Health insurance can be a puzzle. For many of us, understanding insurance jargon is just one missing piece — albeit a big one.
To make health insurance a little less confusing, we’ve rounded up some of the most common terms you’ll come across.
The most your insurance plan will pay for a covered health care service is known as the “allowed amount.” If your health provider charges more than your plan’s allowed amount, you may have to pay the remainder.
These are the health care items and services covered under your insurance plan.
Coinsurance is the percentage of the costs you’ll pay (for example, 20%) for covered health care services once you’ve paid your deductible. For instance, if your plan’s allowed amount for an in-person office visit is $100, and your coinsurance is 20%, expect to pay $20. That is, provided you’ve met your deductible. If not, you’ll pay the full $100.
A copayment is a fixed amount you pay for a health care service once you’ve taken care of your deductible. You may also hear this called a “copay.”
This is the amount you’ll pay for covered health care services before your insurance plan takes over. Some plans will pay for services like yearly check-ups before you’ve paid your deductible. Meanwhile, family plans often have an individual and a family deductible.
Flexible spending account (FSA)
An FSA is a healthcare spending account that can only be set up through your employer. You decide how much money to put in an FSA, up to a certain limit. You aren’t taxed on this money, and you can use it only to pay for out-of-pocket healthcare costs. Examples include copays, deductibles, some prescription drugs, and medical devices.
Health reimbursement account (HRA)
HRAs are employer-funded group health plans that reimburse you for out-of-pocket healthcare costs. You can only be reimbursed up to a fixed dollar amount per year.
Health savings account (HSA)
An HSA is a type of savings account. You use it to set aside money on a pre-tax basis to pay for healthcare costs like deductibles, copays, and coinsurance. Typically, HSA funds can’t be used to pay premiums. You can only add money to an HSA if you have a health plan with a high deductible.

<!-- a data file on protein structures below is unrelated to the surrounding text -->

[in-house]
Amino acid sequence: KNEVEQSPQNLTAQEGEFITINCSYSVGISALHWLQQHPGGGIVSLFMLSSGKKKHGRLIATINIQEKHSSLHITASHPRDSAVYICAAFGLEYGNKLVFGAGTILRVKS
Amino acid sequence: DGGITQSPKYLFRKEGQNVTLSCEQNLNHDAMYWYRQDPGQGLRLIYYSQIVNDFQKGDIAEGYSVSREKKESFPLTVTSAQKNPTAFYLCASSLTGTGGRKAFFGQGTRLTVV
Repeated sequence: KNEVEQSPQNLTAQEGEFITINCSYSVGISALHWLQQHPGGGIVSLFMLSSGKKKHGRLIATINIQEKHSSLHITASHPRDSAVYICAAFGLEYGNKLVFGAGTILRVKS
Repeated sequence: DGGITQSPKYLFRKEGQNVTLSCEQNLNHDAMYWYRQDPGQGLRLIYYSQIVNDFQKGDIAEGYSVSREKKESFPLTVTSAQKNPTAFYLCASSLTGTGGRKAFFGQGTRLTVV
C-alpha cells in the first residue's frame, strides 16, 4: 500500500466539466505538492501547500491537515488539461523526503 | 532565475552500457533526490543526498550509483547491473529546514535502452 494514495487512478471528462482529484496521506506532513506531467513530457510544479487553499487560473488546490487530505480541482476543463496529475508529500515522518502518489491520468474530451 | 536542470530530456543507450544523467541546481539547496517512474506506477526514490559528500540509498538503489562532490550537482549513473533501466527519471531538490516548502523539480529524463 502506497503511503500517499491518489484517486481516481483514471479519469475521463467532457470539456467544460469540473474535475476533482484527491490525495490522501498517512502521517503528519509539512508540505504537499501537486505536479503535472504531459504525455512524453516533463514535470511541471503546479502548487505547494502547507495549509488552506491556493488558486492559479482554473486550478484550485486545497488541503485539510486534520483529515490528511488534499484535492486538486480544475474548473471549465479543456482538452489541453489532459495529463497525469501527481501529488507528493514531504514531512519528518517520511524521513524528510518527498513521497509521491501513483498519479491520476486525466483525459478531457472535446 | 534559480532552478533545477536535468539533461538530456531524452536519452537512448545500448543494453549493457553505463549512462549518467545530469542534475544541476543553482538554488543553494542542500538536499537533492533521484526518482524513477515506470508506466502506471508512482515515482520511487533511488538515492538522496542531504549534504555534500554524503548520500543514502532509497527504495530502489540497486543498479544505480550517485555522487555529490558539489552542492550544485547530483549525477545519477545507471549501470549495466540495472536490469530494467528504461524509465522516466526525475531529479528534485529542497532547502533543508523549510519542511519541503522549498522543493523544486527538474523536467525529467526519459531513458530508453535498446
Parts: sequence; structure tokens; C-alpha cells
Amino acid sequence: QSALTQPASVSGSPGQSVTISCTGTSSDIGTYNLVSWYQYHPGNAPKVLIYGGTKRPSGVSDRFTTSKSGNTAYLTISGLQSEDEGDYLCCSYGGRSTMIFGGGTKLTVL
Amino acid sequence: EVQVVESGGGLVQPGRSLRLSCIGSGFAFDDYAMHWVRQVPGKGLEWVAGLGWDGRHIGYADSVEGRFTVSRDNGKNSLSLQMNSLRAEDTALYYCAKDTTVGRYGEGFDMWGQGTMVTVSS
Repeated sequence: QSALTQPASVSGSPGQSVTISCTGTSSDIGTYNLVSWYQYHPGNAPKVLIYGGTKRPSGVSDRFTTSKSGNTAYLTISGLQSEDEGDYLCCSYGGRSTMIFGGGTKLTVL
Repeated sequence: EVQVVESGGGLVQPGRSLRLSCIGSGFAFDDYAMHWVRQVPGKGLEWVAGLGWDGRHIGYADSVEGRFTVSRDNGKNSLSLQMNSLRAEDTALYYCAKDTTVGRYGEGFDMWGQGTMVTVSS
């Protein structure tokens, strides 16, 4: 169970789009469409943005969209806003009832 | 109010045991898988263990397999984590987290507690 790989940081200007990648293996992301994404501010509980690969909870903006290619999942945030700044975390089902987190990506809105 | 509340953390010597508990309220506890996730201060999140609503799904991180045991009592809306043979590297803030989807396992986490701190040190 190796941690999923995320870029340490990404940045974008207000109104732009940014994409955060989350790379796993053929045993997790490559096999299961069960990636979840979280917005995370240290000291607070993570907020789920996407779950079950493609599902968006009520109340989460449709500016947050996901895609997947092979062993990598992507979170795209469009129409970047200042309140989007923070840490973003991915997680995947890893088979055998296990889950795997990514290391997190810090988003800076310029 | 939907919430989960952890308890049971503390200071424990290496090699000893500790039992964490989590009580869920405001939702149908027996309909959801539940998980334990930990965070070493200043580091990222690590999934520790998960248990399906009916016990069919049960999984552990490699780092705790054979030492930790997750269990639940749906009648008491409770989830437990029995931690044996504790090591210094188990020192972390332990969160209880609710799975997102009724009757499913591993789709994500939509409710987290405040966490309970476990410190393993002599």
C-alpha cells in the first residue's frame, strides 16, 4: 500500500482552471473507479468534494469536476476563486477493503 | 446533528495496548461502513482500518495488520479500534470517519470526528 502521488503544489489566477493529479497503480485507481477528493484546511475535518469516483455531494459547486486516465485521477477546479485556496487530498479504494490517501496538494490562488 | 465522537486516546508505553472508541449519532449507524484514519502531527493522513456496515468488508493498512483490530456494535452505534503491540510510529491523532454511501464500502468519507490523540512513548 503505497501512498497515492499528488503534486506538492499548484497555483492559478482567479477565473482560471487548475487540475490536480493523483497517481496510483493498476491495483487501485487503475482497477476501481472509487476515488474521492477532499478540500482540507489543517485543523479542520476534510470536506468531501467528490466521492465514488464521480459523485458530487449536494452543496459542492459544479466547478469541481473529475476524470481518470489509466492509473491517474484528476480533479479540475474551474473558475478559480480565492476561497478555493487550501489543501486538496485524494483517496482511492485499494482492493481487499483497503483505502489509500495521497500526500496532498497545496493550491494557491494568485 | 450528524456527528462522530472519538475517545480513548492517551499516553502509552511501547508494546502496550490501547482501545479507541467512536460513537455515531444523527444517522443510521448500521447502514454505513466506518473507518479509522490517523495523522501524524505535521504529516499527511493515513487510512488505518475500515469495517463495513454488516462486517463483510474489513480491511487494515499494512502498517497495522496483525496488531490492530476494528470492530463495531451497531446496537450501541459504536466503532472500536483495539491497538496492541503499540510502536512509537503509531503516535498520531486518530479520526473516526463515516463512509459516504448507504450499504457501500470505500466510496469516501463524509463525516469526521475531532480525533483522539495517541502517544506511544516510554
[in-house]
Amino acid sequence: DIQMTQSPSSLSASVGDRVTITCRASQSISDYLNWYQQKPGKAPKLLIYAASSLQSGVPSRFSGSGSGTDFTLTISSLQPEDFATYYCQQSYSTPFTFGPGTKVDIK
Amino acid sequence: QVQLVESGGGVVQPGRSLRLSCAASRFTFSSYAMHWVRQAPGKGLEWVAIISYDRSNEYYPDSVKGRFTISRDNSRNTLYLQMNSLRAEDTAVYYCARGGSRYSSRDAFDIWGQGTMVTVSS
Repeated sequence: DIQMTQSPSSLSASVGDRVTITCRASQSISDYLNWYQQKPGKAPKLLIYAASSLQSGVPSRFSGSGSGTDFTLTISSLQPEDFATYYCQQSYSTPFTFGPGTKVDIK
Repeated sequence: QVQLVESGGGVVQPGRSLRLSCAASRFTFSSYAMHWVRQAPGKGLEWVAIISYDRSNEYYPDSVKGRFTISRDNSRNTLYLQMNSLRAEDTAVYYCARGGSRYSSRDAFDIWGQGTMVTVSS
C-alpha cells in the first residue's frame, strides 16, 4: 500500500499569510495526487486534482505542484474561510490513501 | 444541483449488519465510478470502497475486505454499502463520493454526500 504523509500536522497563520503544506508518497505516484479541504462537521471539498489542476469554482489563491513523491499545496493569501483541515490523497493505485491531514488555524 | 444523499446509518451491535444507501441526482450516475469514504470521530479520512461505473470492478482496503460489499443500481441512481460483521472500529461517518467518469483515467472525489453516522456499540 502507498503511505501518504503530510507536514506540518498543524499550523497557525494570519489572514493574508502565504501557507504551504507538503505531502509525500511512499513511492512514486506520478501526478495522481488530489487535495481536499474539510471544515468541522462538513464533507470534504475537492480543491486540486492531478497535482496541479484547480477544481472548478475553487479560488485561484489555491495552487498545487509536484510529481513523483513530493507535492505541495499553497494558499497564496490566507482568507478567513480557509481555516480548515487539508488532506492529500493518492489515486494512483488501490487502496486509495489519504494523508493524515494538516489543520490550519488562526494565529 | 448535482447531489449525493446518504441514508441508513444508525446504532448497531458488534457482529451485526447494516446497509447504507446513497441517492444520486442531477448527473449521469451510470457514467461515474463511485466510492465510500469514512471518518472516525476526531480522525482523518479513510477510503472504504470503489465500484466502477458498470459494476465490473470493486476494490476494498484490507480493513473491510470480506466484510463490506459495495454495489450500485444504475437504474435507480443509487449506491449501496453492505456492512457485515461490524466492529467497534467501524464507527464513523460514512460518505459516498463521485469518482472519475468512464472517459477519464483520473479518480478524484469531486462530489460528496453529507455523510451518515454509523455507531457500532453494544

Also known as the “exchange,” the marketplace is an online venue where you can shop for and sign up for insurance. In most states, the federal government runs the marketplace. However, some states manage their own marketplaces.
This is a healthcare provider who doesn’t have an agreement with your insurance company to provide services to you. You may have to pay more to visit a non-preferred provider.
Open enrollment period
This is the yearly period when you can sign up for a health insurance plan through the marketplace.
This is how much you’ll pay for healthcare expenses that aren’t covered by insurance. Examples include deductibles, coinsurance, and copayments.
The amount you pay for your health insurance every month is known as a “premium.”
Special enrollment period
This is a time outside of the open enrollment period when you can sign up for health insurance. You may qualify for a special enrollment period if you’ve had a life event like getting married, losing health coverage, moving, or having a baby. Depending on your situation, you may only have 60 days before or after the life event to sign up for a plan. Job-based plans only have to give you a minimum of 30 days. You may enroll in government-funded programs like Medicaid at any time, if you qualify.
To learn more about common health insurance plans and programs, click here.
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